Top 10 Most-Read SMT007 Columns of 2017

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Another year is over in the SMT industry. 2017 saw a myriad of hot topics, including Industry 4.0, the millennials’ entry into the manufacturing space, and alternative solder materials, to name a few. Without further ado, here are the Top 10 columns from SMT007 over the past year.

1. Millennials in Manufacturing: Hiring, Training and Retaining Millennials

Shelly Phelps is the human resource manager at Saline Lectronics, where she manages recruitment strategies, disciplinary actions, and employee relations. In this interview, she discusses the greatest challenges when dealing with millennials, and how she thinks management and training should evolve for a more effective onboarding of this new generation of manufacturing workforce.

2. If It's My Data, I Can Do What I Want, Right?

In the light of the new IoT philosophies that are rapidly becoming the expectation, the problem of flexibility versus risk is resolved on the lower level, as IoT establishes the transfer and availability of data everywhere without the need for "hacking" into internal system database structures.

3. PCBs are MSDs

There were no published standards for storage and moisture protection for printed boards until 2010, and their proper handling is still often overlooked. But with the correct storage control and the use of suitable drying methods, considerable manufacturing advantages can be gained; PCBs will remain solderable for a much longer time and damage during reflow due to moisture can be eliminated.

4. Flex Talk: Mina—Trouble-Free Soldering to Aluminum 

Thinking about the RFID market and the significant growth projected in this market, I decided to do a little research on RFID tag manufacturing. During this research, I learned of a relatively new offering, Mina, an advanced surface treatment technology that addresses the common constraints of large scale manufacturing of aluminum on polyester (Al-PET) circuits.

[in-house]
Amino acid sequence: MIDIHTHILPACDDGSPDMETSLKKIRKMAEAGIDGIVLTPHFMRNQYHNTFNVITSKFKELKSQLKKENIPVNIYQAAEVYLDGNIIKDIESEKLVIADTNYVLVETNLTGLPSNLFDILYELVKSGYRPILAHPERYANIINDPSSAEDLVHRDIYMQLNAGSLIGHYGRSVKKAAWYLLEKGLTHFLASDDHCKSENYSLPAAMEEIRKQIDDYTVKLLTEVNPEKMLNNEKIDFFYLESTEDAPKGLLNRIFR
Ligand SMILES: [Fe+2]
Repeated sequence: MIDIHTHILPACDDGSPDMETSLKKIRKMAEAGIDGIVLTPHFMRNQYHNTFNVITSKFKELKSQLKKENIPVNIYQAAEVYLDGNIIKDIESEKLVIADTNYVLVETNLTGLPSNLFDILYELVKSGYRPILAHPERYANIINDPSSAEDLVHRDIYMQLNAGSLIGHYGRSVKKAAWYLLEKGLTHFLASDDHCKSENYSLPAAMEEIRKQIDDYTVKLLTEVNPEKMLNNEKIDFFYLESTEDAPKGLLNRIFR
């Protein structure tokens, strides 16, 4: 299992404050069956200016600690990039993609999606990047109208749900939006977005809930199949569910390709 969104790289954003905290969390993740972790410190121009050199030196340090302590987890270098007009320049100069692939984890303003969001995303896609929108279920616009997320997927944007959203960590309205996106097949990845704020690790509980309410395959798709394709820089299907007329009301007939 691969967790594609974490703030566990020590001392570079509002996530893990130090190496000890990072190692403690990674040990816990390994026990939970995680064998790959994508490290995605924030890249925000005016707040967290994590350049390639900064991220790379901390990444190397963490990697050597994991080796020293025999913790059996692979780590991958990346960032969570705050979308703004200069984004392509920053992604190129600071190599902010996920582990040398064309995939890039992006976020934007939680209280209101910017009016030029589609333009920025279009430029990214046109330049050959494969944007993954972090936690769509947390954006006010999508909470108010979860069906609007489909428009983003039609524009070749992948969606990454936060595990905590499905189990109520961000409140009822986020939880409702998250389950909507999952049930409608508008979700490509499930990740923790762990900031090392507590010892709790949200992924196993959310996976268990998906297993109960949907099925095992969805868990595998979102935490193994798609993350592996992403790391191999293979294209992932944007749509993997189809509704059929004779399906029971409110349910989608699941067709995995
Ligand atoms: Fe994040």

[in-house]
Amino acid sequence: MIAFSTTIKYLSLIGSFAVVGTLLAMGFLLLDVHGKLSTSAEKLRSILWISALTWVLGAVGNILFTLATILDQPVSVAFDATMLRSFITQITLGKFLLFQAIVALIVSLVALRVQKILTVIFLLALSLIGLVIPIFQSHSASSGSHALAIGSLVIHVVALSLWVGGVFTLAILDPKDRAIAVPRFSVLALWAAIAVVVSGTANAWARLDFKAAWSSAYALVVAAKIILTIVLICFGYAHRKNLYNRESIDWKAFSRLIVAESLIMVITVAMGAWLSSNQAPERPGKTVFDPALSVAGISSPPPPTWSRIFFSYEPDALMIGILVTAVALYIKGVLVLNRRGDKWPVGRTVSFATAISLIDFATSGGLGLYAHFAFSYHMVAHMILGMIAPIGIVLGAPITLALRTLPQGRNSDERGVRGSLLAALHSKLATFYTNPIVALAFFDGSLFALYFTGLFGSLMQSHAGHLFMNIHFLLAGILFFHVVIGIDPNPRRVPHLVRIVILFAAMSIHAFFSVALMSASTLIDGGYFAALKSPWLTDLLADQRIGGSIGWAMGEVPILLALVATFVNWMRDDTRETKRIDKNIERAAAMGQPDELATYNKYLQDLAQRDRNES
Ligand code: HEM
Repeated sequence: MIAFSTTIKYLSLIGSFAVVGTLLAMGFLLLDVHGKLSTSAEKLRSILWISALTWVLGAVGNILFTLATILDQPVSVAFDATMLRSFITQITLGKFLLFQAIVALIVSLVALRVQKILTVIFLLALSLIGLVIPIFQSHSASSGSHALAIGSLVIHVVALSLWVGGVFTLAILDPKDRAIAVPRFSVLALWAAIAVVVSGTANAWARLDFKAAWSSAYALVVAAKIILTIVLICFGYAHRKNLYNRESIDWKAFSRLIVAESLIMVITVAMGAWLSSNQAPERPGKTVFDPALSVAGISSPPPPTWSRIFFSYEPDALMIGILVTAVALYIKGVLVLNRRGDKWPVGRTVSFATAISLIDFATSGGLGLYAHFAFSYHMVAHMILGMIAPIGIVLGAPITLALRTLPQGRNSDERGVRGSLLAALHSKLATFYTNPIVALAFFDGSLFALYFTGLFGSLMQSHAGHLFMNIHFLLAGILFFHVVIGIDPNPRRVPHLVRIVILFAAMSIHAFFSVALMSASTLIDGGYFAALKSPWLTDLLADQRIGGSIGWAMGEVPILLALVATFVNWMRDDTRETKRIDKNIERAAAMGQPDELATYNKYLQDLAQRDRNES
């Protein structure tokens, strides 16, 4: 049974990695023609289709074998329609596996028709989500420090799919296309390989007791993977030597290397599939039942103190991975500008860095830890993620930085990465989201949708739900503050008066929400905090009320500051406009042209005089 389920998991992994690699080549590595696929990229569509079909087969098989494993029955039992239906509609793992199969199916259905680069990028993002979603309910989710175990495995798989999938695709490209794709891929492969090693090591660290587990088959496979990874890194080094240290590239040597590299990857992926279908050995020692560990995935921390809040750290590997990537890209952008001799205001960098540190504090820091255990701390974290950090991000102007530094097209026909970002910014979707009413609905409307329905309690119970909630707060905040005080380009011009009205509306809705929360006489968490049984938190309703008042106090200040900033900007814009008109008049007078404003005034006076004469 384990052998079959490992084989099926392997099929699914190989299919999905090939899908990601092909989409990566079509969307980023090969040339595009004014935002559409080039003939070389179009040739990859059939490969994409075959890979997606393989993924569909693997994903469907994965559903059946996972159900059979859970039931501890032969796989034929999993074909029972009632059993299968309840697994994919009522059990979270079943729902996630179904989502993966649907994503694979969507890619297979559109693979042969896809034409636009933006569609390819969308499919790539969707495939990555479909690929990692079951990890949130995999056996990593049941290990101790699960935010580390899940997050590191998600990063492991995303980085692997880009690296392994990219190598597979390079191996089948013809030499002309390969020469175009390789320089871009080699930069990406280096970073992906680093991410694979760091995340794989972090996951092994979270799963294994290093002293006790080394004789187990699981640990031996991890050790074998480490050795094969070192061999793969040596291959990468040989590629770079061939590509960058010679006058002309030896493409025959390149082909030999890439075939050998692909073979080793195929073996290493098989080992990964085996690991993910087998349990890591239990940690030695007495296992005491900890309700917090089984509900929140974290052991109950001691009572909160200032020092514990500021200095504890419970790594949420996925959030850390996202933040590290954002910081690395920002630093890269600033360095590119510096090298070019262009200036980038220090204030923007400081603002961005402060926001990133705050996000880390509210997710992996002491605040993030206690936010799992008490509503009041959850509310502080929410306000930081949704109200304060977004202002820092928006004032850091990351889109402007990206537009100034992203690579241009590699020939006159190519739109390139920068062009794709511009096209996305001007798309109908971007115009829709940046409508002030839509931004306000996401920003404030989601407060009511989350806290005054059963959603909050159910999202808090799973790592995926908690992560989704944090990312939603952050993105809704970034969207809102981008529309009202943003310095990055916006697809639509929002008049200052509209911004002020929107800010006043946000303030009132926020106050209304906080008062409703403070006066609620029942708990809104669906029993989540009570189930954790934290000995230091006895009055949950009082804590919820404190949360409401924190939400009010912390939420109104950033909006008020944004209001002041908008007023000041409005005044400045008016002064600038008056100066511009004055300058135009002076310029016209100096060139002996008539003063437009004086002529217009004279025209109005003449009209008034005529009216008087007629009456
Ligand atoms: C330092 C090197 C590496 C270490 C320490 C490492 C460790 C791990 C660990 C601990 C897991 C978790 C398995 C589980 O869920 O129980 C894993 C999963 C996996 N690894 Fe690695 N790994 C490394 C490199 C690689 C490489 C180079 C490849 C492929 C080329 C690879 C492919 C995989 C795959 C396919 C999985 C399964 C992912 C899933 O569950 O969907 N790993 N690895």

5. The Role of Bismuth (Bi) in Electronics: A Prelude

When it comes to considering applications in electronics and microelectronics industry, over last three decades, the industry has shied away from using bismuth (Bi), at least not in standard practices in mass production. However, an interest has surfaced recently. This article series is tailored to electronics and microelectronics industry, to provide an overview in its entirety in the areas of importance to industry applications going forward.

6. The Role of Bismuth (Bi) in Electronics, Part 2

Part 2 of Dr. Jennie Hwang's article series outlines the Bi effects on 63Sn37Pb solder material, which have been substantiated by years of field performance prior to lead-free implementation. This should serve as the sound baseline for further discussion on the subject.

7. Do Acquisitions Bear Fruit? A Pragmatic Perspective

Acquisition is an effective tool for a company’s growth as a part of corporate growth strategy; and it is one of the top fiduciary duties of a company board’s governance oversight. However, statistically, the acquisition failure rate is quite high. In her column this month, Dr. Jennie Hwang reflects on her hands-on experience as well as observations on mergers and acquisitions in the corporate world.

8. Got Whiskers?

The tin whisker phenomenon is an issue that has plagued the electronics industry for many years now; however, with even more sectors of the industry now looking to shift or go lead-free—eliminating or limiting lead—in their processes and products, focus on this potentially devastating issue appears to be on the rise once again.

9. The Role of Bismuth (Bi) in Electronics, Part 1

In this column series about bismuth, Dr. Jennie Hwang starts with its elemental properties: where it is usually mined, its safety data, and application areas—in the chemical world, the metals industry, and electronics. She also writes about how bismuth compounds improve the performance some electronics devices, such as varistors.

10. Analyzing the Cost of Material in Today’s Global Economy, Part 3

Any increase in material cost based solely on an assembly operation's geographic location could, in itself, cause a condition that would not allow a turnkey electronic product assembler to successfully compete on the global landscape—notwithstanding the difference that exists in direct labor rates.


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